Where the Responsibility Lies

This piece is in response to this fantastic entry written by Marianne over at xojane: http://www.xojane.com/issues/dear-prudence-lets-just-keep-blaming-women-for-their-rapes-i-guess

When I began my blogging journey, nearly two years ago, I remember reading tips about how to run a successful blog. Over the course of the past year, I have broken nearly all of the rules they gave–but I’m so okay with that. I’ve never been one to diverge from the path my own arrow wishes to fly.

“Don’t just write about yourself”…..my bad, guys! They say to have a theme, not to talk about too many different things. Well, oops. I started this blog as a discussion of my travels abroad, then it morphed into a personal blog about my life, updates to the world about my business, heartbreak over Sandy Hook and my anger at the world for our mistreatment of teachers, BOOM break up poetry, philosophical discussions about “love”. Next you’ll probably see me writing about some new recipe I tried out (I’m a piss poor cook) or fashion tips for the budget-conscious. Who knows.

Today, I want to talk about how f-ed up our world can be when we talk about women. The world has been rife with controversial cases about rape, about women’s rights, about the war on women. There are the people who deny such a war is occurring, the super conservatives who want to bar our access to healthcare for “our own good” while simultaneously turning a blind eye to this epidemic of rape and abuse we’ve been facing. It’s as though every day there is a new story. We hear about Rehtaeh Parsons, Daisy Coleman, the Steubenville rape case, the repeated gang rape of an 11-year-old girl in Cleveland, Texas who later became pregnant and countless other shocking stories; all incidences that have wrecked lives and yet, somehow, nothing changes. There’s a disturbing theme in all the aforementioned cases…victim blaming. For Rehtaeh Parsons, Daisy Coleman and the victim in the Steubenville rape, the victims were blamed for their rapes because they consumed alcohol and were “asking for it” as such. In the case of the 11-year-old victim in Cleveland members of the community as well as the rapists blamed her rape on “looking older” and dressing promiscuously.

When we discuss the circumstances of rape a few things tend to come up: It was late. There was alcohol involved. She was wearing “going out” clothes. We view these things as the stereotypical elements of a typical rape so we educate people on how to protect themselves from being taken advantage of…be constantly aware, don’t accept drinks from strangers, don’t drink too much, dress modestly, don’t go out alone. Then, when a rape occurs outside these typical molds we call it an exception and not the rule. Why do we talk like this? Why should anyone have to take precautions to protect themselves from the violent crime of another? Why should we expect women to dress modestly when we should just be teaching other people to control themselves? To not roofie anyone. To treat other people with respect and care. To not attack another person violently and violate them against their will. Why are we educating the potential victims when we should be educating the potential perpetrators?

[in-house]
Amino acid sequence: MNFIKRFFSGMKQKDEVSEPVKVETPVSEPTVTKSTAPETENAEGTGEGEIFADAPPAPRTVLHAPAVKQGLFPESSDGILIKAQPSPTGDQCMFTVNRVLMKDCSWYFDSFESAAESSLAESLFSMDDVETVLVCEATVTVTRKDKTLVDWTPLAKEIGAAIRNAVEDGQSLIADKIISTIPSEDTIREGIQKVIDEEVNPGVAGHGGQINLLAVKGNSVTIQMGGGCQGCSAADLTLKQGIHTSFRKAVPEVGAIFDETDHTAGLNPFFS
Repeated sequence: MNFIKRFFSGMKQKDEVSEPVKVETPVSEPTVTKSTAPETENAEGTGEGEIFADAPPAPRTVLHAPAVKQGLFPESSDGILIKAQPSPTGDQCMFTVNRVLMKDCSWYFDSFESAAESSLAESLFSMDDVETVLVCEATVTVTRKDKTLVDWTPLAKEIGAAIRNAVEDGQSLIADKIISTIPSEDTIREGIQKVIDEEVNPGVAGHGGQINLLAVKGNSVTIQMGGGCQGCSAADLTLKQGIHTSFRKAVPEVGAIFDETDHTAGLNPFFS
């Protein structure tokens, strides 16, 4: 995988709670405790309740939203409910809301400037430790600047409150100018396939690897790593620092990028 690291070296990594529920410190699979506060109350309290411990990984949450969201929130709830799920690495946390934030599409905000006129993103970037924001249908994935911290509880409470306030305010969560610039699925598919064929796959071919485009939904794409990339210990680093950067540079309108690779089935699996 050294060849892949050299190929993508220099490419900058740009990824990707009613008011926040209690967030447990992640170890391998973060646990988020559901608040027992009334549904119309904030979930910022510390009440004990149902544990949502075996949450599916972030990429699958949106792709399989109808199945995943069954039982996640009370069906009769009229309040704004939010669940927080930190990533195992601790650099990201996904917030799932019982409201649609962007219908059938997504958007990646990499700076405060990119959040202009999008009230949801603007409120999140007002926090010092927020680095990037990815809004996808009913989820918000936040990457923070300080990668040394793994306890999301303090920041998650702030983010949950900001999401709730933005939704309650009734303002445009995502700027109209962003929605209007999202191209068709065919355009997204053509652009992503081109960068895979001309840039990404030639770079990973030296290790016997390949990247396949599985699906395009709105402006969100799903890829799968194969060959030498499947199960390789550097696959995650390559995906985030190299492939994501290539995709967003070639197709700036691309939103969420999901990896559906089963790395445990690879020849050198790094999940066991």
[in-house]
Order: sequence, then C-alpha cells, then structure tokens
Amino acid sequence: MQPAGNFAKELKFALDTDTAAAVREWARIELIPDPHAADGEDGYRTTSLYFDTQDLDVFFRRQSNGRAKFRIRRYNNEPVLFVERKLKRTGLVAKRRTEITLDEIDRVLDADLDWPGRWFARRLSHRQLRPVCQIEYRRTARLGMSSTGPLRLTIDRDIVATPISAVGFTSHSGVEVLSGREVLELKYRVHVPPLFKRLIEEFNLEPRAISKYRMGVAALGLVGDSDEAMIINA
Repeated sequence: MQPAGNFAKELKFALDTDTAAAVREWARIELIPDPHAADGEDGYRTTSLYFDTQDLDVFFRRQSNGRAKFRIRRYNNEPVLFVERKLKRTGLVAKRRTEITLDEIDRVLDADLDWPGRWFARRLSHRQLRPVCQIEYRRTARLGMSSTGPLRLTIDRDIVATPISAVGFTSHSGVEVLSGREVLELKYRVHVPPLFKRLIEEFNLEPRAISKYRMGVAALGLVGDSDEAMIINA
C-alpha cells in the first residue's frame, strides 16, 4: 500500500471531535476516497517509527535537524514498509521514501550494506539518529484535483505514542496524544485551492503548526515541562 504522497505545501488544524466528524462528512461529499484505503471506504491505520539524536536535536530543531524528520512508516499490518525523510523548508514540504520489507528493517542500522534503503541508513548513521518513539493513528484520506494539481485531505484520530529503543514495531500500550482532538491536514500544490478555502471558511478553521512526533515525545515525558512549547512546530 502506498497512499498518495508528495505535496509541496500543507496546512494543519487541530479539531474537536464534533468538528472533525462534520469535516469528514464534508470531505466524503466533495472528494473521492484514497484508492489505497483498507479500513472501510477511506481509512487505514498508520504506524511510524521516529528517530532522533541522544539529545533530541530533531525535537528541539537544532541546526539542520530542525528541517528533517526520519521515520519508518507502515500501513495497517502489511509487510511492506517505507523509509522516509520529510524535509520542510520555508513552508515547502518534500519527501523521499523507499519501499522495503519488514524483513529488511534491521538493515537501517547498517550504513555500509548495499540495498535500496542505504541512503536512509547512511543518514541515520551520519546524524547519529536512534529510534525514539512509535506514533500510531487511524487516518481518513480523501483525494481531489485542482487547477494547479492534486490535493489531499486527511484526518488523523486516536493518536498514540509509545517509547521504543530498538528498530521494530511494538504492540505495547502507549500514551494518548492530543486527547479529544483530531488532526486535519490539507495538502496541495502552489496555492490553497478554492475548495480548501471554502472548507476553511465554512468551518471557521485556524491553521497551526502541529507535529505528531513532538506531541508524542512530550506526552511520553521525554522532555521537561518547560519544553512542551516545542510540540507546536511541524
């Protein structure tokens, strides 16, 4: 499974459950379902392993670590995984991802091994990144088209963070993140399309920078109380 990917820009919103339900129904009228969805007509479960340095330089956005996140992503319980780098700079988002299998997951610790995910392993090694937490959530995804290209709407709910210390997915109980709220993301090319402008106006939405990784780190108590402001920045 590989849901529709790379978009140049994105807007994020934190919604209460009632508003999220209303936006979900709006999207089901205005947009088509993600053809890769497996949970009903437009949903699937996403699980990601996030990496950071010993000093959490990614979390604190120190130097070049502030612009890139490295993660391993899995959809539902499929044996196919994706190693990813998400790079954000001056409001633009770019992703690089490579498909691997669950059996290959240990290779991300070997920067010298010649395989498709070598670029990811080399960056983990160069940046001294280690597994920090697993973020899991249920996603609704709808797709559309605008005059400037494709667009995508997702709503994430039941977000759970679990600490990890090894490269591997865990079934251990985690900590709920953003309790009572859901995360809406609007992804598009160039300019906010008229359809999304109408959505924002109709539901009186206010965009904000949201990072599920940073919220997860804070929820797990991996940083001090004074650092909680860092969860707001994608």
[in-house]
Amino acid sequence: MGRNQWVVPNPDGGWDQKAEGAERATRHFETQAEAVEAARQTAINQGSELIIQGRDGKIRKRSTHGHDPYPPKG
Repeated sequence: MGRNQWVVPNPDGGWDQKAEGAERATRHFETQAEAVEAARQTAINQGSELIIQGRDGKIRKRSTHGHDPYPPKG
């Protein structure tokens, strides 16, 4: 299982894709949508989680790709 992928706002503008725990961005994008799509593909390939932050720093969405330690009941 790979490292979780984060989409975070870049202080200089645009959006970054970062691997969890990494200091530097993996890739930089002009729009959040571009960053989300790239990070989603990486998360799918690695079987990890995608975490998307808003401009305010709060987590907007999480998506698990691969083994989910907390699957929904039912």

When did educating people about how to “not get raped” become more important than educating others about rape being a horrifying crime that we shouldn’t commit? Where is the DARE (Drug Abuse Resistance Education) program for sexual assault? Why aren’t the children in this country being taught about this terrible crime? Why do we spend so much time talking about how people can protect themselves from rape and so little time talking about just NOT RAPING PEOPLE? I understand the necessity to act defensively, to protect oneself; but when the conversations turn from a rape victim being a victim into “you could have done more to prevent this”, that’s when I take an EXPLOSIVE issue with the culture we seem to be embracing. The responsibility lies on the rapist, let’s please stop with the “I won’t say she deserved to be raped but….”, there aren’t any but’s about it. Rape is rape and the last time I checked it’s a crime no matter what I’m wearing.

I want to leave you all with a quote referenced on xojane, stated originially by a reddit user, as something we should all ponder: “I’m not going to live in a metaphorical cage just because you belong in a real one.”

Why should we be asked to lock ourselves away just because other people should be locked up?

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